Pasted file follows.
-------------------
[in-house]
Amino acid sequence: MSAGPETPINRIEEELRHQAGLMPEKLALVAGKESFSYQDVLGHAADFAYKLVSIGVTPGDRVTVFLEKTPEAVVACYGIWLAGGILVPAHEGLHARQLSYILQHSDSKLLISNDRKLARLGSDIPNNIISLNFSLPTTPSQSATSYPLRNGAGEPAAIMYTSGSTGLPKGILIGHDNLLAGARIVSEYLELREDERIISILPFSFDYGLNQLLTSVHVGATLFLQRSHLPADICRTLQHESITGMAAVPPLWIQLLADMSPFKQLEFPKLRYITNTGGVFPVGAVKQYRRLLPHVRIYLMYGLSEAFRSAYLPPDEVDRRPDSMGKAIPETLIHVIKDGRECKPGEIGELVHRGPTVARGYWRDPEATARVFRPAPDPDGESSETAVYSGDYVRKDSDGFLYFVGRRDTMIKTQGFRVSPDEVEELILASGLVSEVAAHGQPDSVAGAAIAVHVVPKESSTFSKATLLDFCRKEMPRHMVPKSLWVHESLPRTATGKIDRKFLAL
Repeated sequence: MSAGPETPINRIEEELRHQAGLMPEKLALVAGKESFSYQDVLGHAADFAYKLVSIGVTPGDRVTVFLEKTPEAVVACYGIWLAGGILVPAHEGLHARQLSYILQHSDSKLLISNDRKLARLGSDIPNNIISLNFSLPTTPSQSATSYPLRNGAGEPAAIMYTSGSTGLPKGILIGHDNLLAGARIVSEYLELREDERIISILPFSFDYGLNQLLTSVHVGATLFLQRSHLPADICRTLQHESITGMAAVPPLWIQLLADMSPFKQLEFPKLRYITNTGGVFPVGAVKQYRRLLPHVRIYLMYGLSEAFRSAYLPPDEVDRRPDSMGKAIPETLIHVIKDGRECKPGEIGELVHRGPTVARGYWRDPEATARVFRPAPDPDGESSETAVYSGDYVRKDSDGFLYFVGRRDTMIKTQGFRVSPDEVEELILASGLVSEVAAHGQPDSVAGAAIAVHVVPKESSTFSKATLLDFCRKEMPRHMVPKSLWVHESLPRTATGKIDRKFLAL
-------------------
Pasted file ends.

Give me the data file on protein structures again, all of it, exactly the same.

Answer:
[in-house]
Amino acid sequence: MSAGPETPINRIEEELRHQAGLMPEKLALVAGKESFSYQDVLGHAADFAYKLVSIGVTPGDRVTVFLEKTPEAVVACYGIWLAGGILVPAHEGLHARQLSYILQHSDSKLLISNDRKLARLGSDIPNNIISLNFSLPTTPSQSATSYPLRNGAGEPAAIMYTSGSTGLPKGILIGHDNLLAGARIVSEYLELREDERIISILPFSFDYGLNQLLTSVHVGATLFLQRSHLPADICRTLQHESITGMAAVPPLWIQLLADMSPFKQLEFPKLRYITNTGGVFPVGAVKQYRRLLPHVRIYLMYGLSEAFRSAYLPPDEVDRRPDSMGKAIPETLIHVIKDGRECKPGEIGELVHRGPTVARGYWRDPEATARVFRPAPDPDGESSETAVYSGDYVRKDSDGFLYFVGRRDTMIKTQGFRVSPDEVEELILASGLVSEVAAHGQPDSVAGAAIAVHVVPKESSTFSKATLLDFCRKEMPRHMVPKSLWVHESLPRTATGKIDRKFLAL
Repeated sequence: MSAGPETPINRIEEELRHQAGLMPEKLALVAGKESFSYQDVLGHAADFAYKLVSIGVTPGDRVTVFLEKTPEAVVACYGIWLAGGILVPAHEGLHARQLSYILQHSDSKLLISNDRKLARLGSDIPNNIISLNFSLPTTPSQSATSYPLRNGAGEPAAIMYTSGSTGLPKGILIGHDNLLAGARIVSEYLELREDERIISILPFSFDYGLNQLLTSVHVGATLFLQRSHLPADICRTLQHESITGMAAVPPLWIQLLADMSPFKQLEFPKLRYITNTGGVFPVGAVKQYRRLLPHVRIYLMYGLSEAFRSAYLPPDEVDRRPDSMGKAIPETLIHVIKDGRECKPGEIGELVHRGPTVARGYWRDPEATARVFRPAPDPDGESSETAVYSGDYVRKDSDGFLYFVGRRDTMIKTQGFRVSPDEVEELILASGLVSEVAAHGQPDSVAGAAIAVHVVPKESSTFSKATLLDFCRKEMPRHMVPKSLWVHESLPRTATGKIDRKFLAL